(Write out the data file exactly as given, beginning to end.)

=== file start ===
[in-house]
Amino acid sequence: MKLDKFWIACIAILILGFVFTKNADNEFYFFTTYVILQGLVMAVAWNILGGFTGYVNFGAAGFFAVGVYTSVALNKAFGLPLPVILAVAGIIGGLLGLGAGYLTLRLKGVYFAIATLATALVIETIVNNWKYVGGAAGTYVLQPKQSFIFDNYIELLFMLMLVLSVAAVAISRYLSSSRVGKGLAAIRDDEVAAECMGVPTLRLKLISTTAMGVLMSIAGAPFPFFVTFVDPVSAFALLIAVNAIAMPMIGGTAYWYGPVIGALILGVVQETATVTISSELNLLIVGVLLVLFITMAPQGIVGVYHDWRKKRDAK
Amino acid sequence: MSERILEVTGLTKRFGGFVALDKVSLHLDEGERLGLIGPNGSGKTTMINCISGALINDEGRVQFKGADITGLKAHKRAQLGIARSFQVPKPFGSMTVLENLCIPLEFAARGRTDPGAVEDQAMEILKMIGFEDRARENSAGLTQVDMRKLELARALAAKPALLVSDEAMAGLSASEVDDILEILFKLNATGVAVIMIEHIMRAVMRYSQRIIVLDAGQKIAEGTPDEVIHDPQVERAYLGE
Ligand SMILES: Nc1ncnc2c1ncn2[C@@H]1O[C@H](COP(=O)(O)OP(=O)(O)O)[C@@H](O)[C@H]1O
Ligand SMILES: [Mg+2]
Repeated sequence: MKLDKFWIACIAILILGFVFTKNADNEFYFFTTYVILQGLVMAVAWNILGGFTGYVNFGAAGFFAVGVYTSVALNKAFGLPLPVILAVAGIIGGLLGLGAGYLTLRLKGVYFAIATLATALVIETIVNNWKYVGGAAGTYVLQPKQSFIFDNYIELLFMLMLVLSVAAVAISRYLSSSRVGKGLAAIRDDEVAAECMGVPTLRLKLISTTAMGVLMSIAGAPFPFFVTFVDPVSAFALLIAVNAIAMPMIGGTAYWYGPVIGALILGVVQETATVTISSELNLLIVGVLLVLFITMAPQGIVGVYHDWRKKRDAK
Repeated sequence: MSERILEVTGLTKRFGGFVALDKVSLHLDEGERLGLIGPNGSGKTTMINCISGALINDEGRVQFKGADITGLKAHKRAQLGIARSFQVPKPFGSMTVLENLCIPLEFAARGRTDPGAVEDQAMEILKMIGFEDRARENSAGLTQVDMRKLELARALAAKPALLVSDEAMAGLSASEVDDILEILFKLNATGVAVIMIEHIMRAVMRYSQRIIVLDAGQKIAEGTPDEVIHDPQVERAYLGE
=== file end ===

[in-house]
Amino acid sequence: MKLDKFWIACIAILILGFVFTKNADNEFYFFTTYVILQGLVMAVAWNILGGFTGYVNFGAAGFFAVGVYTSVALNKAFGLPLPVILAVAGIIGGLLGLGAGYLTLRLKGVYFAIATLATALVIETIVNNWKYVGGAAGTYVLQPKQSFIFDNYIELLFMLMLVLSVAAVAISRYLSSSRVGKGLAAIRDDEVAAECMGVPTLRLKLISTTAMGVLMSIAGAPFPFFVTFVDPVSAFALLIAVNAIAMPMIGGTAYWYGPVIGALILGVVQETATVTISSELNLLIVGVLLVLFITMAPQGIVGVYHDWRKKRDAK
Amino acid sequence: MSERILEVTGLTKRFGGFVALDKVSLHLDEGERLGLIGPNGSGKTTMINCISGALINDEGRVQFKGADITGLKAHKRAQLGIARSFQVPKPFGSMTVLENLCIPLEFAARGRTDPGAVEDQAMEILKMIGFEDRARENSAGLTQVDMRKLELARALAAKPALLVSDEAMAGLSASEVDDILEILFKLNATGVAVIMIEHIMRAVMRYSQRIIVLDAGQKIAEGTPDEVIHDPQVERAYLGE
Ligand SMILES: Nc1ncnc2c1ncn2[C@@H]1O[C@H](COP(=O)(O)OP(=O)(O)O)[C@@H](O)[C@H]1O
Ligand SMILES: [Mg+2]
Repeated sequence: MKLDKFWIACIAILILGFVFTKNADNEFYFFTTYVILQGLVMAVAWNILGGFTGYVNFGAAGFFAVGVYTSVALNKAFGLPLPVILAVAGIIGGLLGLGAGYLTLRLKGVYFAIATLATALVIETIVNNWKYVGGAAGTYVLQPKQSFIFDNYIELLFMLMLVLSVAAVAISRYLSSSRVGKGLAAIRDDEVAAECMGVPTLRLKLISTTAMGVLMSIAGAPFPFFVTFVDPVSAFALLIAVNAIAMPMIGGTAYWYGPVIGALILGVVQETATVTISSELNLLIVGVLLVLFITMAPQGIVGVYHDWRKKRDAK
Repeated sequence: MSERILEVTGLTKRFGGFVALDKVSLHLDEGERLGLIGPNGSGKTTMINCISGALINDEGRVQFKGADITGLKAHKRAQLGIARSFQVPKPFGSMTVLENLCIPLEFAARGRTDPGAVEDQAMEILKMIGFEDRARENSAGLTQVDMRKLELARALAAKPALLVSDEAMAGLSASEVDDILEILFKLNATGVAVIMIEHIMRAVMRYSQRIIVLDAGQKIAEGTPDEVIHDPQVERAYLGE